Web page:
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"I ate up Such a Fun Age. It’s so thought-provoking but doesn’t feel like homework. I love the way it caused me to take a hard look at my own life/actions/biases without making me feel judged. Reid does an excellent job of presenting varying perspectives and truths objectively—no preaching here. It’s fun but not frivolous, smart but not heavy. Such a great book to start the year with." —@danismcnally

"This is a book that opens with a public racial encounter when Emira Tucker, babysitter of Briar Chamberlain, is questioned and detained because a security guard isn’t convinced Briar hasn’t been kidnapped. The altercation was caught on film by another patron at the market and the events that follow will change Emira’s life forever.

I truly had such high hopes for this one. I knew coming from a very privileged background myself, it was going to challenge me. I just knew I was in for some conviction and would learn. But, in the end, I found this book to be more about gossip and revenge than about addressing real racial issues that we face daily whether my white eyes see it or not. Don’t get me wrong, there were parts I liked...the relationship between Emira and Briar was just about perfect. However, many of the characters were lacking in development, making their storylines almost seem pointless. I just wanted MORE. That said, I think there were many takeaways from this book, just wish it hadn’t left me feeling like there was something missing. Overall, I still think it’s a story that needs to be heard and therefore I give it three-a-half stars." —@paperbacksandpeonies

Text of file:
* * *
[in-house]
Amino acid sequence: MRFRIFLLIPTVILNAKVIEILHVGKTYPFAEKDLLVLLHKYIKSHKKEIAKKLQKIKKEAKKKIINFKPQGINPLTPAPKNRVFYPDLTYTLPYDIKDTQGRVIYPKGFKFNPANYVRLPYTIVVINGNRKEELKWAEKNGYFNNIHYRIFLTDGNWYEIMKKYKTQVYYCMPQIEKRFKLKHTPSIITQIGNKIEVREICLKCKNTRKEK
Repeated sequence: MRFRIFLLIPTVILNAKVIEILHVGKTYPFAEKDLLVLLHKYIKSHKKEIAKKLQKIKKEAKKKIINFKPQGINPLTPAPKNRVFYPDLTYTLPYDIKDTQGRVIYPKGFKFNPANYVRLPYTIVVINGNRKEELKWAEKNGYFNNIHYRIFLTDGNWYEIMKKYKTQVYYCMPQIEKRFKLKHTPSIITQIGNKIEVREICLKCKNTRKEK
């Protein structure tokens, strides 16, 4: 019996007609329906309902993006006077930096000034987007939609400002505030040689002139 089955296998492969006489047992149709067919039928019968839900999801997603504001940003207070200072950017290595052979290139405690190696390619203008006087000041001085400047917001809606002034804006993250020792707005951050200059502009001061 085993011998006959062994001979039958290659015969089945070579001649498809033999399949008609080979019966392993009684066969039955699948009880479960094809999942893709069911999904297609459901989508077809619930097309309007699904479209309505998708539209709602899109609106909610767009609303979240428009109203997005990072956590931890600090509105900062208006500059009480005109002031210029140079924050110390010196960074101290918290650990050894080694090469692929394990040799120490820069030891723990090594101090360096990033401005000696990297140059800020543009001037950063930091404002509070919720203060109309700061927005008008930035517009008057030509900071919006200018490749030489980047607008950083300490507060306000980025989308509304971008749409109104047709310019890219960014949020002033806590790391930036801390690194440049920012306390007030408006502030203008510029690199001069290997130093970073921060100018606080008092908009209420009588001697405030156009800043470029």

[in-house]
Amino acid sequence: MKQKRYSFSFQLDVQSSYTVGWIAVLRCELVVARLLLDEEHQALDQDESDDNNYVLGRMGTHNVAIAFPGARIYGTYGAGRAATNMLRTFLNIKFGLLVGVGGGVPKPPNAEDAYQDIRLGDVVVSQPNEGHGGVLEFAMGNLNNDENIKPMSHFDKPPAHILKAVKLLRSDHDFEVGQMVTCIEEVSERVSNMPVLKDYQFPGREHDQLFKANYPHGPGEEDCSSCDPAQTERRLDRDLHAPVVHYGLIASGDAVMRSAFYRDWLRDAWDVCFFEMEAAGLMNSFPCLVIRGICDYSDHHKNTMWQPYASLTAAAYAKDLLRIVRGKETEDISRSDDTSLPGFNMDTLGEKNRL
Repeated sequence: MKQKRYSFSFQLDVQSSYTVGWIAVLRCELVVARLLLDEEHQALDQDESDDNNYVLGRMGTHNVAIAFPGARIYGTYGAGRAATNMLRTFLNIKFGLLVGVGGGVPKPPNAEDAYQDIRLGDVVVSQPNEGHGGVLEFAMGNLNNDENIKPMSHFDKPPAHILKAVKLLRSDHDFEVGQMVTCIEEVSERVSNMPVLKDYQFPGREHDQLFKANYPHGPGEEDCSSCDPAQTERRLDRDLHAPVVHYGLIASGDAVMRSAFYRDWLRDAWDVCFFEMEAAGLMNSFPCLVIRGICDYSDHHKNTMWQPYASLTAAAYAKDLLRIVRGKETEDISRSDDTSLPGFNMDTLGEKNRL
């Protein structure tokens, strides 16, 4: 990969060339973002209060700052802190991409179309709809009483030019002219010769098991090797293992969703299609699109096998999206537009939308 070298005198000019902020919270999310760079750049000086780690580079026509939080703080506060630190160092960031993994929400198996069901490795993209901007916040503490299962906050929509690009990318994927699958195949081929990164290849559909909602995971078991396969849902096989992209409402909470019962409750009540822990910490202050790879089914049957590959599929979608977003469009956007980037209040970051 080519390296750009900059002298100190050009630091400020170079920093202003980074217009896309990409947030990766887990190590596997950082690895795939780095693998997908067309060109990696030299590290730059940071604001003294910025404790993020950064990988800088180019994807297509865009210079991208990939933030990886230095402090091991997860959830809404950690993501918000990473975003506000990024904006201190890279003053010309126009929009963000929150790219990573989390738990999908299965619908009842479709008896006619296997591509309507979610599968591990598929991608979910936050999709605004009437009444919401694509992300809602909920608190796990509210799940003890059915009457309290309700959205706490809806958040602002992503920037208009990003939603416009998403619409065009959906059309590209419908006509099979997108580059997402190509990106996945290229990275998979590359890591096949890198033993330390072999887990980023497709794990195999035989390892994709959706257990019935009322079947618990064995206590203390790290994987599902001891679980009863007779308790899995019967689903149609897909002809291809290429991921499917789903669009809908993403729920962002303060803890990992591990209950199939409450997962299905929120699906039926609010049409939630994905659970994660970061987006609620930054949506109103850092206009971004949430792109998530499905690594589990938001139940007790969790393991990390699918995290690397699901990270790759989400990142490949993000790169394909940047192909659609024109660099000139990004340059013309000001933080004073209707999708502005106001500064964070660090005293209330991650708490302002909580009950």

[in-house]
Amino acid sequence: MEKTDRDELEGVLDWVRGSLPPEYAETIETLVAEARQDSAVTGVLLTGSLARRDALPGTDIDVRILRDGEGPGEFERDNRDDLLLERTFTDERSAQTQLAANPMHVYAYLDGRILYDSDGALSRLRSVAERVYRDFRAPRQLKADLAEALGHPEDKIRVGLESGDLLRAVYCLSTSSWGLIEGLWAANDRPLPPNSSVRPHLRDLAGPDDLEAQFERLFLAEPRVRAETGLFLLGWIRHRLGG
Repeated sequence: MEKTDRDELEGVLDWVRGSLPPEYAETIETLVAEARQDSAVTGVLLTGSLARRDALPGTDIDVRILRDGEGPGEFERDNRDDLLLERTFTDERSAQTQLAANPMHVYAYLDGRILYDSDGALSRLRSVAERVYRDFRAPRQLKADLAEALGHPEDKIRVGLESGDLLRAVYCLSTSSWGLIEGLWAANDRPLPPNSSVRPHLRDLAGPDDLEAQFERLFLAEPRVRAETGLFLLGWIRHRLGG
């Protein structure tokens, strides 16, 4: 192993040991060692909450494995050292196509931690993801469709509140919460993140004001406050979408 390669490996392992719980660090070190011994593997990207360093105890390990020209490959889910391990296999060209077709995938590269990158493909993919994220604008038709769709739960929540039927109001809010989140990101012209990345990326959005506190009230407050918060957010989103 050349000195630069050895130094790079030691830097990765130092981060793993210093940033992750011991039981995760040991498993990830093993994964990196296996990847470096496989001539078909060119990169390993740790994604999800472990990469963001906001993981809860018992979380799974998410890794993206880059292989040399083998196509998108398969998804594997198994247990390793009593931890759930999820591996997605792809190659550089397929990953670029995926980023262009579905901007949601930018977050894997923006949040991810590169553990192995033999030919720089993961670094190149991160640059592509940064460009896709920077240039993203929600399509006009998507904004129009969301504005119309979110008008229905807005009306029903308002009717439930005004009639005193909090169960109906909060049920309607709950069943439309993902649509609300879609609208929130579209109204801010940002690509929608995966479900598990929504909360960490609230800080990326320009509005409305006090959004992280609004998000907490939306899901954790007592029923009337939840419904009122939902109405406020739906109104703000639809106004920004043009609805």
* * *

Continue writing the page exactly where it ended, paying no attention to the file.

"What a RIDE. I’m hesitant to share too much about the plot because what I loved most about this book was the unexpected. Such a Fun Age is a much-hyped debut novel from Kiley Reid, and it’s definitely going to be *the* book club book of 2020. It’s extremely readable and plot-forward while tackling things like race, class, and privilege in smart, engaging ways. I also loved the portrayal of the early/mid-twenties, and Emira’s friend group felt so authentic and lovely.